Nestled in the heart of Beijing's bustling diplomatic and commercial district, where the design edict may well have been "make it functional and hang the aesthetics", the newly opened W Beijing Hotel Chang'an (the first W of a slated seven set to open in China within five years) rises like a mirrored Phoenix emerging from the ashes of bland. Initially, its curious position on the major thoroughfare feels like a mistake – until you take a walk and realise it neighbours some of China's most celebrated cultural treasures.
Slick design with a focus on fashion and music, a stay at W Hotel Beijing is what you might call a sensory-rich experience. The bar by the entrance features an LED-lit catwalk for guests to pony-trot their way to the suspended golden globe DJ book hanging from the ceiling, while artworks – many of them from the famed 798 Art District – can be found on every wall. Music is considered the soundtrack to the W brand ("If you can't hear music, there's something wrong" the marketing manager tells me) and clearly there is nothing wrong at the Beijing property – it pumps 24 hours a day in every space, from the stunning indoor pool area (heated to a balmy 28 degrees) and gym, to the 349 guest rooms (don't worry, you can turn it off) and X25 rooftop bar. Even a trip in the lift is inclined to make you feel like it's Mardi Gras and how you feel about this, I suspect, relates directly to your age.
Once you get into the large signature W bed, it's difficult to find a reason to leave.
As I check in there's talk another guest has lobbed a TV, Guns n' Roses-style, and upon entering the 60 square metre room room, it immediately becomes clear why; the room makes you feel like a rock star on tour. A large, round bath is positioned almost squarely in the centre of the muted caramel room while a large, illuminated screen above the bed bathes the room with a soft red, blue or green light (your choice). Next to the bed is a remote-controlled spinning chaise, a workstation with free internet, 48" LED TV and Bluetooth sound system, as well as a creative mini-bar which stocks (among other things) fishnet stockings and glittered Venetian face masks. A dividing curtain can be used to separate the bathroom area which includes a large shower (complete with full-length mirror), walk-in robe and Bliss toiletries.
Once you get into the large signature W bed, it's difficult to find a reason to leave. A command centre of sorts is located by the bedhead and controls entertainment and curtains as well as a multitude of lighting options (reading, relaxation, comfort, night, bright and master). While the moulded foam bath pillow is welcome, the best feature must surely be the automatic curtains which slide open to reveal the bustling city below every time you enter the room.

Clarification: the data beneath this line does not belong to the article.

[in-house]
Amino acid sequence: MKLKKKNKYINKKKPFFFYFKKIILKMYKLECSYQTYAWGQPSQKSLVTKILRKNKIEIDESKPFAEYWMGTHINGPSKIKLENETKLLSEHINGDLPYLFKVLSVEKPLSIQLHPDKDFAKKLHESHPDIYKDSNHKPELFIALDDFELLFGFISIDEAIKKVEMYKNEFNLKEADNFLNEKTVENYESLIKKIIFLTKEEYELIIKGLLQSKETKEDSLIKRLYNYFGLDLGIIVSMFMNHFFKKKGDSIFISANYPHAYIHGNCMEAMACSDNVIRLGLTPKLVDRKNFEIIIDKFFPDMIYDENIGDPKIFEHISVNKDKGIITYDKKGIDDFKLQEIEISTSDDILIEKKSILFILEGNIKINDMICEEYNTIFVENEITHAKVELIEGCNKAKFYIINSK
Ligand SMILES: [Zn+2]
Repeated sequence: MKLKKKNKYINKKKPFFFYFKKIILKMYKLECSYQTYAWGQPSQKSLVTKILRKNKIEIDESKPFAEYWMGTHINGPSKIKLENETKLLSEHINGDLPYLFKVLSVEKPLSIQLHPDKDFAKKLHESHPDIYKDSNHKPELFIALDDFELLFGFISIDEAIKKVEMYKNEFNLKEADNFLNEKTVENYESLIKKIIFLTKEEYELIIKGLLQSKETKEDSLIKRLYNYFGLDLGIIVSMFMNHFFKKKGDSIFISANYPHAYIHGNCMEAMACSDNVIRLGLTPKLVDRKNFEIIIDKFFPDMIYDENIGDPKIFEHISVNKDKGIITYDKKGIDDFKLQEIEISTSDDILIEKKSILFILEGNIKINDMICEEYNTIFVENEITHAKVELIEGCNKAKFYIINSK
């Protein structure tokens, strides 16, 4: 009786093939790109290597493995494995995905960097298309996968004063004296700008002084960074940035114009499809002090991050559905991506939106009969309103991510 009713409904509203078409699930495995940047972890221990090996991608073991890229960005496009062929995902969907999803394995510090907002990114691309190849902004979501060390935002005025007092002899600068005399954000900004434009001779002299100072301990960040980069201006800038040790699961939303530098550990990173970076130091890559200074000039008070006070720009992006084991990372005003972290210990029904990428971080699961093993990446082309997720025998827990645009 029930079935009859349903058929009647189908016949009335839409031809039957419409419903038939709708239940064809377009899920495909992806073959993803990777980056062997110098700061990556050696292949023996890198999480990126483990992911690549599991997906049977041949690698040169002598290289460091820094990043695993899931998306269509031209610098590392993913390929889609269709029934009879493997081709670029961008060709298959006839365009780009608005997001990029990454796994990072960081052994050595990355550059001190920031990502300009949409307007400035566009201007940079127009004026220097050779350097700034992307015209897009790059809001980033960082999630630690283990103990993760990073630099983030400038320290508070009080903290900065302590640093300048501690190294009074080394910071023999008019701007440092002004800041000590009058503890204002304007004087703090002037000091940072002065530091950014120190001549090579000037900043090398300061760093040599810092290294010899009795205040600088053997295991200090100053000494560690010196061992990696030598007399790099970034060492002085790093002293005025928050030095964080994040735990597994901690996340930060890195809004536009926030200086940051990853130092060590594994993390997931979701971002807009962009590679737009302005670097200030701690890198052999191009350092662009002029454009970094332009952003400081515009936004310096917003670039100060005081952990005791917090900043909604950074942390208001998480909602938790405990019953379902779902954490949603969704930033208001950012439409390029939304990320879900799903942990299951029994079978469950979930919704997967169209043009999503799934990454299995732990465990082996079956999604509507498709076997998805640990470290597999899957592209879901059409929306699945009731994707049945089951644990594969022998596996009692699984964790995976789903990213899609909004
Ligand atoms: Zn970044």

Dining at Yen, the on-site restaurant can be daunting – the menu is 18 pages long, and the signature dish of Imperial Golden Duck (literally, a whole duck painted gold and presented on a red tray) needs to be ordered two days in advance. Happily, many of the other dishes such as the wasabi prawns are just as good, and the all-day dining at their casual diner, The Kitchen Table, is competent and inventive. For those looking to dine away from the hotel, a trip to Lost Heaven, a high-end Yunnanese restaurant located in Qianmen 23, is a highlight.
Beijing traffic is a mystery with no rhyme or reason as to when it will go into gridlock so be sure to add 30 minutes to every journey you're thinking of making. Happily, W Hotel is only a 10 (or 40 minute) cab ride away from the fabled Forbidden City as well as Tiananmen Square, five minutes to Silk Road with its popular Silk Market, and another 10 in the opposite direction to Sanlitun, considered Beijing's premier shopping, dining and drinking district. The south end of the strip is dedicated to high street offerings, while the north end is all about luxury labels. Our top tip? Have the W concierge write your destination and return address on a back of a card so you can show the taxi drivers.
The perfect place for young urbanites and business travellers in particular, the W Hotel Beijing Chang'an offers attentive service in a high-design setting located in the right part of town, but it's not without teething problems. Many staffers lack a basic grasp of English, which means you spend a lot of time playing charades. That said, the decor, setting and their genius W Insider service (similar to having a local friend who can give you all the hot tips on where to go and what to do) make up for the inconvenience.
The signature W bed, you won't want to leave it.
Language barrier can be frustrating.
Cathay Pacific (cathaypacific.com) flies four times a day from Sydney with return airfares starting from $926 (including taxes and surcharges). The hotel is 34 kilometres from Capital Airport Beijing; the taxi fare is $20-$25.
Rooms start from $307 a night; 2 Jianguomennan Avenue, Beijing. See starwoodhotels.com/whotels.
The writer was a guest of W Hotel Beijing Chang'an